By Patricia L. Foster
This is a story about Bevendean, a small urban community on the edge of Brighton, England. Our story is summarized from a research paper by Joanna Sage and colleagues that appeared in 2012 in the journal Housing Studies1. The paper documents how this low-income community, situated close to two universities (Brighton and Sussex), was rapidly destroyed by an influx of student housing. This influx was the result of a change in government policy; that policy facilitated individual greed.
Bevendean originally was a “council housing” estate built in the 1930s. Council houses were government-subsidized housing developments built and maintained by the local council (township) and rented to low-income residents. Council housing was prevalent in the UK until recently, but was changed dramatically in 1979 by the Thatcher government’s passage of “right to buy” legislation allowing tenants to buy their houses at below market rates.
While this legislation meant that renters could become homeowners, it also opened up an unrestricted resale market. That was the first important event that led to the “studentification” of Bevendean.
The university student population grew, as it did elsewhere in the UK, and housing for students available in other, more desirable areas of Brighton filled up, resulting in increased housing prices and rents. This made Bevendean vulnerable to predatory development. One particularly aggressive developer played a key role in driving out the original low-income residents and converting Bevendean into a student enclave.
Bevendean was typical of council developments, consisting of modest “semi-detached” and “detached” single-family houses of one or two stories. Such houses can be converted easily and cheaply to multi-occupancy by gutting and reconfiguring the interior and, perhaps, building on a modest expansion. Such conversions did not require the licensing that a larger structure would. By renting to multiple occupants, the minimum investment for conversion would yield a maximum return.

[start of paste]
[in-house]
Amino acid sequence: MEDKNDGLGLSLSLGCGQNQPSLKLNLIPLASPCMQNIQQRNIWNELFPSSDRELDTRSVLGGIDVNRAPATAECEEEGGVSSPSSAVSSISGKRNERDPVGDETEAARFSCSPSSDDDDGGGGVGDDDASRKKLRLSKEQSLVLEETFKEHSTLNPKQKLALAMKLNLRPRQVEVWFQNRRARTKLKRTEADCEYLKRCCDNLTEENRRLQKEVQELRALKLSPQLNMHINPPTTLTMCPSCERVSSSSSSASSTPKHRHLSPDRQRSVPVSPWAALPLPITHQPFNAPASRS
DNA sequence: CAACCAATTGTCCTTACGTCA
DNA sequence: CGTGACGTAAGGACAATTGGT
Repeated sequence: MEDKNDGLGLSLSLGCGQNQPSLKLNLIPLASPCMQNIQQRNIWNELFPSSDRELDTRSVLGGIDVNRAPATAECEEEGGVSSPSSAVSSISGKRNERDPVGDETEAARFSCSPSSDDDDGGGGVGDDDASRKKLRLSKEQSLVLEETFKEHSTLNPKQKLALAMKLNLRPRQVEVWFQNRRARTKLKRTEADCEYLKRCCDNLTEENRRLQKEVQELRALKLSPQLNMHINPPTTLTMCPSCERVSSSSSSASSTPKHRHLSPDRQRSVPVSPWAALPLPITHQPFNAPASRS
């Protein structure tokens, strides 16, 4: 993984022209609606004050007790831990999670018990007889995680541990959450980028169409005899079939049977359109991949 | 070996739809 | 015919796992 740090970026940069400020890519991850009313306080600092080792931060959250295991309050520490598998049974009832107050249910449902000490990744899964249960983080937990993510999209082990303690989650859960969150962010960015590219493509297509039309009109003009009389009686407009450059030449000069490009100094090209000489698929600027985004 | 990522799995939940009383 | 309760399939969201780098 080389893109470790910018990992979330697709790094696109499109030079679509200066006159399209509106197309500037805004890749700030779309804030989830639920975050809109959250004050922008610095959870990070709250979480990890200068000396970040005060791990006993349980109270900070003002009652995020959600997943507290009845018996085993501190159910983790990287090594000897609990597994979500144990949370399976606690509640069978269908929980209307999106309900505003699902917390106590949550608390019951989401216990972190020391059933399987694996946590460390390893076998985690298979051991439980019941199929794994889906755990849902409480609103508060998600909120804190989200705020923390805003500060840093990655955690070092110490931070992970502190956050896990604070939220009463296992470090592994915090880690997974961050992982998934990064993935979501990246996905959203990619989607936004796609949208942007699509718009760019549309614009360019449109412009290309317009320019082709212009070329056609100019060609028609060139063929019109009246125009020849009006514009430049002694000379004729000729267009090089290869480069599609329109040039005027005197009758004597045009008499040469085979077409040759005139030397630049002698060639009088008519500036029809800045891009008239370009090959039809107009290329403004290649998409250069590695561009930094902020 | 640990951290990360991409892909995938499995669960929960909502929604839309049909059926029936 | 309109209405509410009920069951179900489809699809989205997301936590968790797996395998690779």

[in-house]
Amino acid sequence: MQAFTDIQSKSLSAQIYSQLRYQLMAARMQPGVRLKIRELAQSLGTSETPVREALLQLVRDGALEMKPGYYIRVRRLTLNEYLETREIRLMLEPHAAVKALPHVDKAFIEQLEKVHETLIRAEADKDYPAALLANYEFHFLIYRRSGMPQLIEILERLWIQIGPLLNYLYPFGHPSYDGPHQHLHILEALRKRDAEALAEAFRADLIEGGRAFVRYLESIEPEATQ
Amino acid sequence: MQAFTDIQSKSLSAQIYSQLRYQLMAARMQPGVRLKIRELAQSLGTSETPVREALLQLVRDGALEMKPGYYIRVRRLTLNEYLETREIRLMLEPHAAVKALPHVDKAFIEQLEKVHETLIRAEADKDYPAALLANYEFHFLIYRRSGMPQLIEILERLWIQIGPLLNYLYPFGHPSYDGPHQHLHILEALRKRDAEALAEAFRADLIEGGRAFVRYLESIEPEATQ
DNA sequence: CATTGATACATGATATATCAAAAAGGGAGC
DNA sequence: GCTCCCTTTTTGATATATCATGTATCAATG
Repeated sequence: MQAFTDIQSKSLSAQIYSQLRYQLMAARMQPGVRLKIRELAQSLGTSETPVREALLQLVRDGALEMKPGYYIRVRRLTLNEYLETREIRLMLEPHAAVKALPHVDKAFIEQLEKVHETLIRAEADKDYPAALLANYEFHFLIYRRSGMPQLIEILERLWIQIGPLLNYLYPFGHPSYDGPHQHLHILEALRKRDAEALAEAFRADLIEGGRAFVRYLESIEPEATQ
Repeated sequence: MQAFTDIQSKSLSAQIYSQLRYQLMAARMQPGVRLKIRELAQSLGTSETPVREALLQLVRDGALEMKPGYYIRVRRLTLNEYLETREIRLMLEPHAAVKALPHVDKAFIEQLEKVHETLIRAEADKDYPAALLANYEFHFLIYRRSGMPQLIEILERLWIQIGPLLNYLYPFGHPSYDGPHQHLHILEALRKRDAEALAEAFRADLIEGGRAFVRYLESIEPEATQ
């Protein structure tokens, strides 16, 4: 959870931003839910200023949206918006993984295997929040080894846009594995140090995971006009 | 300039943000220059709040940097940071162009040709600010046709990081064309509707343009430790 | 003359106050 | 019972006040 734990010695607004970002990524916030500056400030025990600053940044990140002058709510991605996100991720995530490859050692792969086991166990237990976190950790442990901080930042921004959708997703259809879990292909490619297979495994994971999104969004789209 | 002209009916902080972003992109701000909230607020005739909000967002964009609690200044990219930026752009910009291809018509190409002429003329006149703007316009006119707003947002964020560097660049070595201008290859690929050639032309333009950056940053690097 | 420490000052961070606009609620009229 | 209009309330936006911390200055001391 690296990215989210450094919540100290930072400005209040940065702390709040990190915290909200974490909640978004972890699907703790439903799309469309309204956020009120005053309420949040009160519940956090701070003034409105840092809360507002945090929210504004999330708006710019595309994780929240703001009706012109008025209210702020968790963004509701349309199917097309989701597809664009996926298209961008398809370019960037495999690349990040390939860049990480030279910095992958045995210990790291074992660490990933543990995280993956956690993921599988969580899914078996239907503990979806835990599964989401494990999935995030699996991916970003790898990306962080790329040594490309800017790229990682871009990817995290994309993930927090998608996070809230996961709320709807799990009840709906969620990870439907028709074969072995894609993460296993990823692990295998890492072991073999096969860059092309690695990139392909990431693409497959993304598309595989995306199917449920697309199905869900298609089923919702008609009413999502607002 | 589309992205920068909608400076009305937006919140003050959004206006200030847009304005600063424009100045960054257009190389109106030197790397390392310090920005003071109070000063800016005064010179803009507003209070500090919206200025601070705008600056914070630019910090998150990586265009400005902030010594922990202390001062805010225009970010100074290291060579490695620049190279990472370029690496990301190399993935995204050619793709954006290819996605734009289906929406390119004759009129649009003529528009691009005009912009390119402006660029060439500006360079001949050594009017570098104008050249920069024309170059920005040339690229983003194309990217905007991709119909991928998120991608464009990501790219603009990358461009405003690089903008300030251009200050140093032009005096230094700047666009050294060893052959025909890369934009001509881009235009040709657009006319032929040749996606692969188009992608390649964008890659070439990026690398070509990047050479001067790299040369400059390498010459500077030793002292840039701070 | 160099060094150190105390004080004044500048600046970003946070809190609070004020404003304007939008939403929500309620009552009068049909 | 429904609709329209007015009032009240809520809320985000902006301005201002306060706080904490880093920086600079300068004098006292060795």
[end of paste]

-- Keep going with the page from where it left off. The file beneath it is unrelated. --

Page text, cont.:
The aforementioned aggressive developer was the first to recognize this opportunity. The developer rapidly bought and converted many of these modest homes into multi-occupancy housing and then rented them to students at prices unaffordable to low- and modest-income residents. Other developers followed. In the seven years from 2001 to 2008, the student population of Bevendean increased 125%. Today Bevendean is about 30% rentals.
This rapid studentification led to an exodus of former residents, escalating the turnover of housing. Potential buyers were priced out of the market by the deep-pocketed developers. In addition, houses ceased to come onto the open market. A seller would contact an “estate agent” (realtor) who would contact a developer, and the sale would go through.
The responses of the remaining residents to surveys taken in 2007-2008 describe the erosion of the community due to the influx of students. The permanent residents complained of intolerable noise, trash that was left out, and (typically English) neglect of gardens. They felt the losses of families with children and the neighborhood support structure for the elderly were particularly destructive to the community. Current home-owners in Bevendean continue to complain about students ruining their neighborhoods.
Three important take-away lessons from this story are relevant to the Bloomington administration’s current push to allow plexes in the core neighborhoods close to the university:
- A single decision – namely, the decision to allow renters to buy their council houses without any subsequent restrictions on resale – resulted in an inevitable and irreversible erosion and replacement of a community.
- Small, affordable houses are the most vulnerable to conversion into multi-occupancy rentals.
- The opportunity for unrestrained greed is a key driver of the irreversible conversion of modest residential neighborhoods into unaffordable rentals.
1. Sage, J., Smith, D., Hubbard, P., The diverse geographies of studentification: living alongside people not like us. Housing Studies, 2012. 27(8).